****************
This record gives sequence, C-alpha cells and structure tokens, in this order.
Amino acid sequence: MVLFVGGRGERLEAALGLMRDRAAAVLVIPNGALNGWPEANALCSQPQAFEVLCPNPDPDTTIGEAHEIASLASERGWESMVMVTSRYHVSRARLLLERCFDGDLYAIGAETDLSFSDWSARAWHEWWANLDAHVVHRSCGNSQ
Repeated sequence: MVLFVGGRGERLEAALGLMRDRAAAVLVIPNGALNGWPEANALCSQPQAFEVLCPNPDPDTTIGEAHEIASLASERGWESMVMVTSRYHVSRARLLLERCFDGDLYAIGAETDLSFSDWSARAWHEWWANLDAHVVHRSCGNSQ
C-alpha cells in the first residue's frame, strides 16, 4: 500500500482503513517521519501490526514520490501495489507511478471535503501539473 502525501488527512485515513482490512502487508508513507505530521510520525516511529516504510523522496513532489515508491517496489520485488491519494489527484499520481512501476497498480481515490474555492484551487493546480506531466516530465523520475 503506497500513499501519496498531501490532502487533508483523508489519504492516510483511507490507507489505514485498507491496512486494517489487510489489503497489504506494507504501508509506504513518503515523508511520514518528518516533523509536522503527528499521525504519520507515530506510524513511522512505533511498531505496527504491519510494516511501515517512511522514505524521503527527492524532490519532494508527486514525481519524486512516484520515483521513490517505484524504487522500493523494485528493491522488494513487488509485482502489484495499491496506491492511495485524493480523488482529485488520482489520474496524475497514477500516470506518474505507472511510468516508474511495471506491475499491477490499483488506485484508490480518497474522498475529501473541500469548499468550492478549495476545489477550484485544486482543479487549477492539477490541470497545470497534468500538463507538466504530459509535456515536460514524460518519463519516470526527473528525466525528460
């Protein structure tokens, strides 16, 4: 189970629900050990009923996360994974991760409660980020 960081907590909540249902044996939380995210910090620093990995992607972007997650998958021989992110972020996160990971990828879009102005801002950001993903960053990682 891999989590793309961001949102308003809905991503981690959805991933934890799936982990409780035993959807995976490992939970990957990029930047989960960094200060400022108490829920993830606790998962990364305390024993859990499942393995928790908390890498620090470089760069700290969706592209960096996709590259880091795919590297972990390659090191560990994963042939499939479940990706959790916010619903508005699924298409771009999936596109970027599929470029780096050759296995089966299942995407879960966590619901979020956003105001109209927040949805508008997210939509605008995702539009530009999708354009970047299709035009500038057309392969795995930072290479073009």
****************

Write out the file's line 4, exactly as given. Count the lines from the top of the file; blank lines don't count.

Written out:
C-alpha cells in the first residue's frame, strides 16, 4: 500500500482503513517521519501490526514520490501495489507511478471535503501539473 502525501488527512485515513482490512502487508508513507505530521510520525516511529516504510523522496513532489515508491517496489520485488491519494489527484499520481512501476497498480481515490474555492484551487493546480506531466516530465523520475 503506497500513499501519496498531501490532502487533508483523508489519504492516510483511507490507507489505514485498507491496512486494517489487510489489503497489504506494507504501508509506504513518503515523508511520514518528518516533523509536522503527528499521525504519520507515530506510524513511522512505533511498531505496527504491519510494516511501515517512511522514505524521503527527492524532490519532494508527486514525481519524486512516484520515483521513490517505484524504487522500493523494485528493491522488494513487488509485482502489484495499491496506491492511495485524493480523488482529485488520482489520474496524475497514477500516470506518474505507472511510468516508474511495471506491475499491477490499483488506485484508490480518497474522498475529501473541500469548499468550492478549495476545489477550484485544486482543479487549477492539477490541470497545470497534468500538463507538466504530459509535456515536460514524460518519463519516470526527473528525466525528460